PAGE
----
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Single-Source Circuit Implementation

Design Challenge, Problem 1

This exercise uses concepts introduced in our experiment relative to implementing circuits with a single source.

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Single-Source Circuit Implementation

Design Challenge, Problem 2

This exercise uses concepts introduced in our experiment relative to implementing circuits with a single source.

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Single-Source Circuit Implementation

Design Challenge, Problem 3

This exercise uses concepts introduced in our experiment relative to implementing circuits with a single source.

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Single-Source Circuit Implementation

Design Challenge, Problem 4

This exercise uses concepts introduced in our experiment relative to implementing circuits with a single source.

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Multiple-Source Circuit Implementation

Design Challenge, Problem 1

This exercise uses concepts introduced in our experiment relative to implementing circuits with multiple sources.

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Source Voltages Greater Than 5V

Design Challenge, Problem 1

This exercise uses concepts introduced in our experiment relative to implementing circuits with multiple sources that are greater than 5V.

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Voltage-Current Characteristics

In any electric circuit, our typical goal is to move charges around to perform some useful task. This involves both voltage differences and currents. We create voltage differences in the circuit, which provides energy differences (or electromotive forces) which move charges around, creating currents.

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Parallel Circuit Elements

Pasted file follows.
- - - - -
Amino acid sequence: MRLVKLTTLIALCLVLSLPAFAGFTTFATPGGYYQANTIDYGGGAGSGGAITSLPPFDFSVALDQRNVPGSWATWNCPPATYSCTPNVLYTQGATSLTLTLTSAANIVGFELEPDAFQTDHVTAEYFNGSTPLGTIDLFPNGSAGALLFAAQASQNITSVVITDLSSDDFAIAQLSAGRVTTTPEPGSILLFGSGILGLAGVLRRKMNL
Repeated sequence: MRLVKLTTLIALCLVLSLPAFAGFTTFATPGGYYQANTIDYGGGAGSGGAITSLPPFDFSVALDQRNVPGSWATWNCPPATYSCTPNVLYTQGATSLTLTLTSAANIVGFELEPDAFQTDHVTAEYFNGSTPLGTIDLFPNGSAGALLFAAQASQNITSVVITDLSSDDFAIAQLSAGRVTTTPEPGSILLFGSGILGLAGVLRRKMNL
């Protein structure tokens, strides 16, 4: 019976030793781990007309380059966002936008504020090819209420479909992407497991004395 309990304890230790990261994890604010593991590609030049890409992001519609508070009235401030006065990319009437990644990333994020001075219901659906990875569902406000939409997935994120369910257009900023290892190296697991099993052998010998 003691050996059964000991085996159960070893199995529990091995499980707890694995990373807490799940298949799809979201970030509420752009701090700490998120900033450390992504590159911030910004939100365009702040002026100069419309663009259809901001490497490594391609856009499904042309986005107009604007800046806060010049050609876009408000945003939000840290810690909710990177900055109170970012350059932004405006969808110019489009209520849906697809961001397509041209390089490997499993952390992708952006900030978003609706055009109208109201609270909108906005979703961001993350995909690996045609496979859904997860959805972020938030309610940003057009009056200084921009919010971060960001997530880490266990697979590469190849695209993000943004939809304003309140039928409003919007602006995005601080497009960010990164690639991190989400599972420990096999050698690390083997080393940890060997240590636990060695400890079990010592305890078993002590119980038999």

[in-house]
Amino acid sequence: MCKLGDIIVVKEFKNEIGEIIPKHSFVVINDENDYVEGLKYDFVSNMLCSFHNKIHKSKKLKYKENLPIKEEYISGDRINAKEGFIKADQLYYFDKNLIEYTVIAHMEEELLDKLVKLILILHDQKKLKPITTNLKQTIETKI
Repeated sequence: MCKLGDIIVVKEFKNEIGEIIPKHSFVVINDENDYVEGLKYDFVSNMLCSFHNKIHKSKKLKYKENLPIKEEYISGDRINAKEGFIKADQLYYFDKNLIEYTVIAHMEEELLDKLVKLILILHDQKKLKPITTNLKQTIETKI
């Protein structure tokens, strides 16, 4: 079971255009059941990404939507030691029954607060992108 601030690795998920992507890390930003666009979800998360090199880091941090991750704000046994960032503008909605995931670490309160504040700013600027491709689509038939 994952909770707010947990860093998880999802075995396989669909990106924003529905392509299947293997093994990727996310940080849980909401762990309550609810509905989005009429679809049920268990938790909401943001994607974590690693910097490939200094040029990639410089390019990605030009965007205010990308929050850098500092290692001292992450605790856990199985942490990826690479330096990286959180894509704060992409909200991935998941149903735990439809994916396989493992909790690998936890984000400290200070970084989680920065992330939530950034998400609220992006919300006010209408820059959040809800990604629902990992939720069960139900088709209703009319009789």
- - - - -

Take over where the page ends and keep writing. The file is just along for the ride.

This topic page will cover parallel circuit elements. Circuit elements are said to be connected in parallel if all of the elements share the same pair of nodes.

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Series Circuit Elements

How to Identify a Series

Series circuit elements share the same current. Elements in series can be recognized in two ways: If two and only two elements are connected to a single node, the elements are in series. If applying KCL at a node results in the conclusion that the currents in two elements are identical, the elements are in series.

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Parallel Resistors

Equivalent Resistance

Circuits which consist of resistors connected in parallel can be simplified. This topic page will explain how.

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Series Resistors

Equivalent Resistance

When resistors are connected in series, a simplification of the circuit is possible.

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Ohm's Law

Design Challenge 3: Choosing Resistance

A common problem in designing electric circuits is having to pick a resistance that provides the desired amount of current. In this project, we will create a circuit (i.e. choose a resistor) which results in a specified current being provided by a 5V source.

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Ohm's Law

Design Challenge 4: Current-Limiting Resistor

Resistors in electrical circuits are commonly used to provide other components in the circuit with the voltages and currents they require in order to function properly. For example, in this exercise, we will design our circuit (i.e. choose a resistance value) to ensure that an LED receives the voltage necessary for it to light up without allowing excessive current, which could burn out the LED.